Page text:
“Discipleship is exactly like marriage in many ways. In both Old and New Testaments the profoundly intimate relationship between God and His people is represented by the analogy of bridegroom and bride. . . . Christ has already given us everything when he gave us Himself. He asks for everything in return – there must be no reserved corners, no secret disclaimers, no insistence on individual rights, no escape clauses.” 76
“To be a disciple of Jesus Christ is to have a Companion all the time. But that does not mean we will never suffer loneliness. In fact, it means that we may be lonely in ways we would not have been if we had not chosen to be disciples.” 89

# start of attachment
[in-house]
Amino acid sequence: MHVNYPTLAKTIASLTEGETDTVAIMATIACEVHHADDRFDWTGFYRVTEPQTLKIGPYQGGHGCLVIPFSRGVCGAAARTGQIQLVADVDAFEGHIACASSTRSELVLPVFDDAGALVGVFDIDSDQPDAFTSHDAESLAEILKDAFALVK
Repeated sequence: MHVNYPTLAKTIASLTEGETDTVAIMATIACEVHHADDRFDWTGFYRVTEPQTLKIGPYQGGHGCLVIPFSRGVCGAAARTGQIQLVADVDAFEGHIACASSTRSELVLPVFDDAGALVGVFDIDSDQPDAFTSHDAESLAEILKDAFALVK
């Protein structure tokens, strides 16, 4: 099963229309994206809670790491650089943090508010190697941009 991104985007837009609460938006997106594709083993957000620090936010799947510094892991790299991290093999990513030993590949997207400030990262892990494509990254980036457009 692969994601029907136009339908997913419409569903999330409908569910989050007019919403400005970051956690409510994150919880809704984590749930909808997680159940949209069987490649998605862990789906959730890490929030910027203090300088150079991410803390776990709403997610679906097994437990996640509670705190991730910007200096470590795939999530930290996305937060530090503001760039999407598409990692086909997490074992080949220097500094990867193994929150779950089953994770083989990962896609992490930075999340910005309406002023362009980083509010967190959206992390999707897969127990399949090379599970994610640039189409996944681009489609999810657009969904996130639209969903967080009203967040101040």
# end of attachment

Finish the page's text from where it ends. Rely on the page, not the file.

“It is important to repeat that this acceptance I speak of is not passivism, Quietism, fatalism, or resignation. It is not capitulation to evil or a refusal to do what can and ought to be done to change things. It is a distilled act of faith, a lying one’s will alongside God’s, a putting of oneself at one with His kingdom and His will. Acceptance is abandonment, the great risk of great lovers, when an awesome power is given over – the power to hurt. No one in the world has such power to hurt as a husband, wife, or intimate friend. To love is to be vulnerable to that power which lies in the hands of the one loved. When a mother looks into the face of her tiny newborn child, she knows that that little creature already has the power to rake her soul with pain, a power which will grow as the child grows. ‘A sword shall pierce thy own soul,’ said old Simeon to Mary (Luke 2:35, KJV). To love means to open ourselves to suffering. Shall we shut our doors to love, and be ‘safe’? Acceptance of discipleship is the utter abandonment of the disciple, the surrender of all rights, to the Master. This abandonment, in all cases, will mean pain.” 101-102